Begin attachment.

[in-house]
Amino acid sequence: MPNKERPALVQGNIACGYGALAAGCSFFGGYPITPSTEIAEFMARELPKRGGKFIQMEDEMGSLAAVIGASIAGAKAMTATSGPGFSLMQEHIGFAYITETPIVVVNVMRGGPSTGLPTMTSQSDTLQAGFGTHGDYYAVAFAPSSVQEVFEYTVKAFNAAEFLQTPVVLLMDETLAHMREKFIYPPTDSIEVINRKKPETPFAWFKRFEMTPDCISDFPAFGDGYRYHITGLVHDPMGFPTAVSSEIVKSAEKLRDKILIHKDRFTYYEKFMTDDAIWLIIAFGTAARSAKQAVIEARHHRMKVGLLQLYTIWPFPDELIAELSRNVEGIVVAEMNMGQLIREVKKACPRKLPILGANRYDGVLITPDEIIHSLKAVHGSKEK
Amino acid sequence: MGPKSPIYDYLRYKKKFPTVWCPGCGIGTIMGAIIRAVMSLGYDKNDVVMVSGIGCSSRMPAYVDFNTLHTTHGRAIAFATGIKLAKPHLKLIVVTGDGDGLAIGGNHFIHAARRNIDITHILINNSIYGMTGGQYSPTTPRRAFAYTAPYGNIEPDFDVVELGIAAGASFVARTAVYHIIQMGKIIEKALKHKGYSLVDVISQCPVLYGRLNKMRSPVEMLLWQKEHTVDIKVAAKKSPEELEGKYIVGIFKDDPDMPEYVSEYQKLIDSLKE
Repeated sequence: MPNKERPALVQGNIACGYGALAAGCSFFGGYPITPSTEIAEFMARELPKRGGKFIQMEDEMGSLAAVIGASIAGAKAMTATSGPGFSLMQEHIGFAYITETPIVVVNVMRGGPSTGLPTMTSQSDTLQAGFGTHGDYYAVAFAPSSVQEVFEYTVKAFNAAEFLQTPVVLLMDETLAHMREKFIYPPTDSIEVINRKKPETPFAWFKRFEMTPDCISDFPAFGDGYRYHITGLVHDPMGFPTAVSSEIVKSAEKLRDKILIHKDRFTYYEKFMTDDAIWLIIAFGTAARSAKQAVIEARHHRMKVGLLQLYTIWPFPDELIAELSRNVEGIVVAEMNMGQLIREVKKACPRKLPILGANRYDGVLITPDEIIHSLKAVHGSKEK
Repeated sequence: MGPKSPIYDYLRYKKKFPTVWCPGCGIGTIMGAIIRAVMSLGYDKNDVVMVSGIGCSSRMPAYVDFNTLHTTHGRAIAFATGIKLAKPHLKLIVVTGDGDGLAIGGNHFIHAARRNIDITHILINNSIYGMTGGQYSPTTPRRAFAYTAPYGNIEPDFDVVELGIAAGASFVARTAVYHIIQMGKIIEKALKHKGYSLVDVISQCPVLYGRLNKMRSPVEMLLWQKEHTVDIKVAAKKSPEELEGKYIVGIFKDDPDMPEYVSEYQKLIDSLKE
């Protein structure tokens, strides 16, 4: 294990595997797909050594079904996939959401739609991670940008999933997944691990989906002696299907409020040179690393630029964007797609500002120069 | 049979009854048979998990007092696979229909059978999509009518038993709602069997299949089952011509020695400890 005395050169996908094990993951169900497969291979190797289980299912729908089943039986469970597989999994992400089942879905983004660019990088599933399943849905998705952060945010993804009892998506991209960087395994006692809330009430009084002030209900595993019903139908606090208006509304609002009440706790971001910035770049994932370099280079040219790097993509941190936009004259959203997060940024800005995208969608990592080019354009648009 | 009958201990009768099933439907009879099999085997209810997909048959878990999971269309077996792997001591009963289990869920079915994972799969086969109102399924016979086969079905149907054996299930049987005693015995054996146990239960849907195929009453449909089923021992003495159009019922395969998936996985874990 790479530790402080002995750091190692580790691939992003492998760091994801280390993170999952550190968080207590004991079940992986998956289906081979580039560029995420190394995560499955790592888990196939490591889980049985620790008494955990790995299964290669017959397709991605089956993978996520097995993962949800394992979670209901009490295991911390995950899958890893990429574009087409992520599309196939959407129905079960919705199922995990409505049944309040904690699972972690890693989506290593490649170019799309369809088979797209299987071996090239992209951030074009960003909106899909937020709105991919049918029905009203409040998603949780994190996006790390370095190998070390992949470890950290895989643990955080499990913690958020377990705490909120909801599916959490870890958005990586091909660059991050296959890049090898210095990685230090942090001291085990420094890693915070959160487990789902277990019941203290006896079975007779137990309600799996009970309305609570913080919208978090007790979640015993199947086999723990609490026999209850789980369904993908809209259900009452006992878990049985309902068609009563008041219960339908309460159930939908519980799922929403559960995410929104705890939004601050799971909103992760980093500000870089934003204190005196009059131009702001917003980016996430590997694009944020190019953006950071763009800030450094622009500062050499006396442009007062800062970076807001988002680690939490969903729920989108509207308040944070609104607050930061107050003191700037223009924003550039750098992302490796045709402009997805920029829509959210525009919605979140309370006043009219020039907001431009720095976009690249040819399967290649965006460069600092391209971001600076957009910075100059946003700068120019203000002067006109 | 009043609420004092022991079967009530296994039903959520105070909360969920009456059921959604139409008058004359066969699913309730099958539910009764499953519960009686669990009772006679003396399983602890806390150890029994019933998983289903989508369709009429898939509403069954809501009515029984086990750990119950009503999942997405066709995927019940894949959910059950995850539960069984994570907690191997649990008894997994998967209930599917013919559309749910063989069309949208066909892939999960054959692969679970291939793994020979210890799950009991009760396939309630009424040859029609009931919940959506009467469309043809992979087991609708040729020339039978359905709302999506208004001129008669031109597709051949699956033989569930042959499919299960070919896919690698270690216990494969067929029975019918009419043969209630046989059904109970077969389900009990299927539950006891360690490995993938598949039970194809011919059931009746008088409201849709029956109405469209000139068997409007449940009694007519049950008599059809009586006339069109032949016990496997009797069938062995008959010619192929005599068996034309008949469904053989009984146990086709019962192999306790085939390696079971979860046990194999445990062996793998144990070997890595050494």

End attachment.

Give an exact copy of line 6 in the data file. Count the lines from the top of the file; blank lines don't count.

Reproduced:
């Protein structure tokens, strides 16, 4: 294990595997797909050594079904996939959401739609991670940008999933997944691990989906002696299907409020040179690393630029964007797609500002120069 | 049979009854048979998990007092696979229909059978999509009518038993709602069997299949089952011509020695400890 005395050169996908094990993951169900497969291979190797289980299912729908089943039986469970597989999994992400089942879905983004660019990088599933399943849905998705952060945010993804009892998506991209960087395994006692809330009430009084002030209900595993019903139908606090208006509304609002009440706790971001910035770049994932370099280079040219790097993509941190936009004259959203997060940024800005995208969608990592080019354009648009 | 009958201990009768099933439907009879099999085997209810997909048959878990999971269309077996792997001591009963289990869920079915994972799969086969109102399924016979086969079905149907054996299930049987005693015995054996146990239960849907195929009453449909089923021992003495159009019922395969998936996985874990 790479530790402080002995750091190692580790691939992003492998760091994801280390993170999952550190968080207590004991079940992986998956289906081979580039560029995420190394995560499955790592888990196939490591889980049985620790008494955990790995299964290669017959397709991605089956993978996520097995993962949800394992979670209901009490295991911390995950899958890893990429574009087409992520599309196939959407129905079960919705199922995990409505049944309040904690699972972690890693989506290593490649170019799309369809088979797209299987071996090239992209951030074009960003909106899909937020709105991919049918029905009203409040998603949780994190996006790390370095190998070390992949470890950290895989643990955080499990913690958020377990705490909120909801599916959490870890958005990586091909660059991050296959890049090898210095990685230090942090001291085990420094890693915070959160487990789902277990019941203290006896079975007779137990309600799996009970309305609570913080919208978090007790979640015993199947086999723990609490026999209850789980369904993908809209259900009452006992878990049985309902068609009563008041219960339908309460159930939908519980799922929403559960995410929104705890939004601050799971909103992760980093500000870089934003204190005196009059131009702001917003980016996430590997694009944020190019953006950071763009800030450094622009500062050499006396442009007062800062970076807001988002680690939490969903729920989108509207308040944070609104607050930061107050003191700037223009924003550039750098992302490796045709402009997805920029829509959210525009919605979140309370006043009219020039907001431009720095976009690249040819399967290649965006460069600092391209971001600076957009910075100059946003700068120019203000002067006109 | 009043609420004092022991079967009530296994039903959520105070909360969920009456059921959604139409008058004359066969699913309730099958539910009764499953519960009686669990009772006679003396399983602890806390150890029994019933998983289903989508369709009429898939509403069954809501009515029984086990750990119950009503999942997405066709995927019940894949959910059950995850539960069984994570907690191997649990008894997994998967209930599917013919559309749910063989069309949208066909892939999960054959692969679970291939793994020979210890799950009991009760396939309630009424040859029609009931919940959506009467469309043809992979087991609708040729020339039978359905709302999506208004001129008669031109597709051949699956033989569930042959499919299960070919896919690698270690216990494969067929029975019918009419043969209630046989059904109970077969389900009990299927539950006891360690490995993938598949039970194809011919059931009746008088409201849709029956109405469209000139068997409007449940009694007519049950008599059809009586006339069109032949016990496997009797069938062995008959010619192929005599068996034309008949469904053989009984146990086709019962192999306790085939390696079971979860046990194999445990062996793998144990070997890595050494």